jacketI just finished reading The Defining Decade: Why Your Twenties Matter and How to Make the Most of Them by Meg Jay. My friend Jason Evanish has written about how much he enjoyed the book, but I didn’t get around to it until I had a conversation with Jonathan Gurerra about a few days ago.

The book is written from the perspective of a therapist who has seen many twenty-somethings make good and bad decisions and has been doing her practice long enough to see how those decisions pan out. I’m 26 today (turning 27 in two months) and this book is very relatable, with detailed conversations between the author and her clients that will definitely sound familiar.

Her basic points are this:

  • The idea that our 20’s are just a time to fool around, find ourselves and delay the real-world till 30 is a myth
  • Twenty-somethings need to be deliberate about their choices – what work they do, who they love, where they live
  • In regards to work: do something to build “social capital” vs being a barista, even if you’re not sure it’s your “true passion”
  • In regards to love: do the math. If you want to be married with two kids by 35, you can’t keep dating bad-for-you people into your late twenties

I feel that I’ve done pretty well in my career so far. Despite starting work a year later than my peers (I stayed for a 5th year masters at Stanford) and not working at any blue chip companies, I’ve developed a strong set of skills, experiences, connections and assets. The future is by no means assured, but I’m confident my efforts in the working world will serve me well.

Where the book really hit home was in the love/relationships section. I’m currently in a monogamous long-term relationship with a wonderful lady, but I’m not thinking about marriage anytime soon. While I do want to start a family some day, it’s always been something I thought I’d figure out “after thirty”.

But the book makes it clear: things don’t just magically fall into place when you turn thirty. For instance, doing the math: if I want to get married and have two kids in my mid-thirties, how much lead time do I need?

  • 1 year of engagement
  • 1-2 years of childless marriage
  • 3 months (if you’re lucky!) of trying to get pregnant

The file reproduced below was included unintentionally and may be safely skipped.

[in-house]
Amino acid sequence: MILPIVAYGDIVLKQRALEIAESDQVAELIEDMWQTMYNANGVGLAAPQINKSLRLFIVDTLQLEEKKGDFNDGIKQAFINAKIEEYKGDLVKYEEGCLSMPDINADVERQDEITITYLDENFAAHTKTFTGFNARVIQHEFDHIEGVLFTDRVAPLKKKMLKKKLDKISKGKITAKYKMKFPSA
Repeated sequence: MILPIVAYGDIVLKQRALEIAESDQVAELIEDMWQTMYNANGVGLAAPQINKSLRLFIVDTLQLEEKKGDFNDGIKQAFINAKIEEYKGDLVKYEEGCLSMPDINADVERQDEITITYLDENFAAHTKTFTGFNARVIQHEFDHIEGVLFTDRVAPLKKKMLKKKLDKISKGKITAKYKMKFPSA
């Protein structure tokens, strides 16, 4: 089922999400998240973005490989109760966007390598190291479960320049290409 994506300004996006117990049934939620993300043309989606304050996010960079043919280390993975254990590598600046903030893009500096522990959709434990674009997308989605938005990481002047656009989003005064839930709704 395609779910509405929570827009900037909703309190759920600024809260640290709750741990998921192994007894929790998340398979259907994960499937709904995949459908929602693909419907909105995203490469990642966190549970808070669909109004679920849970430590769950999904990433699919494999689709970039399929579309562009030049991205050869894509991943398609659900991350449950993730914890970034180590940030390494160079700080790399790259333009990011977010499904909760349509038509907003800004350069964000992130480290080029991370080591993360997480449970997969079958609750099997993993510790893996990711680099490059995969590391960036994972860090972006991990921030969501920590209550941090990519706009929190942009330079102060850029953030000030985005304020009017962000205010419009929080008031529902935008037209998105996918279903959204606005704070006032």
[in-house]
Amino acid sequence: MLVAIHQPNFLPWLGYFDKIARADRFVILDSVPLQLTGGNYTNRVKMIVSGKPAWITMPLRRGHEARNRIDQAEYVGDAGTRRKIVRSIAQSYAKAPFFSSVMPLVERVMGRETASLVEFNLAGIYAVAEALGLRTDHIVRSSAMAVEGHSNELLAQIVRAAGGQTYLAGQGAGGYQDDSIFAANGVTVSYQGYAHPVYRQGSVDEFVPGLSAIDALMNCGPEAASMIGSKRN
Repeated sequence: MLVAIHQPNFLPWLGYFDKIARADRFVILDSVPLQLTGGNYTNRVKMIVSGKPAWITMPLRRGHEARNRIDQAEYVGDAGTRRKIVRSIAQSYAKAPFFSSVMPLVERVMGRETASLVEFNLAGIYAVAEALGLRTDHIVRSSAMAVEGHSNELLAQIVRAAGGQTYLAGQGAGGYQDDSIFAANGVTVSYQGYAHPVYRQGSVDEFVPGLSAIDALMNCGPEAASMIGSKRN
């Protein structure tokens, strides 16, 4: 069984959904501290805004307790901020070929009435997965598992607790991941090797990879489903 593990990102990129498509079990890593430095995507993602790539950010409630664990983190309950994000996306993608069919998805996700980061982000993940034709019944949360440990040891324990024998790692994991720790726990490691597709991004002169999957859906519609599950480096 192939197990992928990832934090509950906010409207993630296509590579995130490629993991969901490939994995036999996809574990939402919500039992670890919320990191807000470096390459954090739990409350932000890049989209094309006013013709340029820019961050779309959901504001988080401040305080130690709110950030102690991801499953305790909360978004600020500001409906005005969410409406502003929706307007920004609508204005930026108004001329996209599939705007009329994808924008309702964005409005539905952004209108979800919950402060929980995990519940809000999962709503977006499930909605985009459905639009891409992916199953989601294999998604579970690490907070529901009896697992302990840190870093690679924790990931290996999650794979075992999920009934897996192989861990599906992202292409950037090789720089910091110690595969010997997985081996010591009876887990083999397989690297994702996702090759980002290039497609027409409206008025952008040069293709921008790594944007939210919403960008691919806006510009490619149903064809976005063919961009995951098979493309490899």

• 9 months of pregnancy
  • 1-2 years between children
  • 1 year of trying + being pregnant
  • Total: 5-7 years

So if you want those two kids by age 35, you must be proposing no later than age 30. The math does not lie.

Certainly the timeline could be made shorter, you could cut the engagement shorter or post-marriage childrearing etc, but it could also go in the other direction: the girl you propose to (or marry) doesn’t work out, you have a miscarriage, etc.

Anyway, the author is not advocating that everyone just marry the next person they meet or commit to a corporate stooge job they hate, but she is saying that twenty-somethings need to face the hard truths of reality in order to prepare/choose a future that will make us happy in the long run.

The book is an easy read and pretty short. I finished it in a weekend and highly recommend it for anyone under 30. If you are over 30, I would recommend you DO NOT read it, unless you feel particularly good about how life has turned out, and you want to see what you did right.

You can buy The Defining Decade on Amazon here.

Note: this post contains affiliate links

Kevin Gao’s 6 Rules of Well-Being

My friend Kevin Gao is the founder and CEO of Hyperink, a YC-backed digital publishing company. He recently shared his findings of 6 “rules” (my term, not his) from reviewing 3 years of monthly data tracking his well-being from a variety of metrics. I thought this was a really cool idea and wanted to share it with you.

Here’s the post (reprinted with permission):

Kevin Gao Scorecard Findings

I’ll retype his answer here (with some basic formatting/punctuation added)

Kevin’s 6 “Rules” of Well Being

So for the last 3 years I’ve kept a monthly scorecard of how I do (and how I feel) on a variety of things like health, sleep, family, etc. Just reviewed all of it and here are the 5 main conclusions I came to, thought it was amusing to share!

  1. Don’t sleep past 9am (for some reason my days just get out of whack when I sleep late)
  2. Run more, even if just 15 min/day
  3. Call mom more (right now its usually once/week but when i talk to her more often in a week i feel a lot better)
  4. Meditate more, even if just 5 min/day (can’t handle a lot more)
  5. Stop binge drinking (which according to wikipedia is 5 drinks a night!!…ruins my next day)
  6. Take more weekend trips

Later in the comments he elaborates on the system:

“I got it from stevepavlina.com, he basically lists a bunch of categories and then every month, rates himself 1-10 on each and writes a few notes. Track through Google Doc”

What can we learn from Kevin’s rules?

First there are the rules themselves: clear, easy and actionable.

It’s easy to look at them and go “Duh! If you exercise more and avoid binge drinking, of course you’ll feel better.” On the other hand, how hard is it to get ourselves to do run a little every day when we feel lazy?

But still, keeping a regular sleep schedule, exercising a little, staying in touch with family, being mindful, avoiding harmful substances and decompressing more frequently are things most of us could stand to keep in mind.

But more importantly is the system. Do you track what makes you happy?

I already do a lot of reflection (daily journal, weekly blog posts, quarterly newsletters) but I’m considering adding this habit because even a 1% improvement over the 480 waking hours a month would be worth 20 mins of reflection.

I found this post on Steve Pavlina’s blog which might be a good place to start.

Do any of you track your well-being? What have you learned?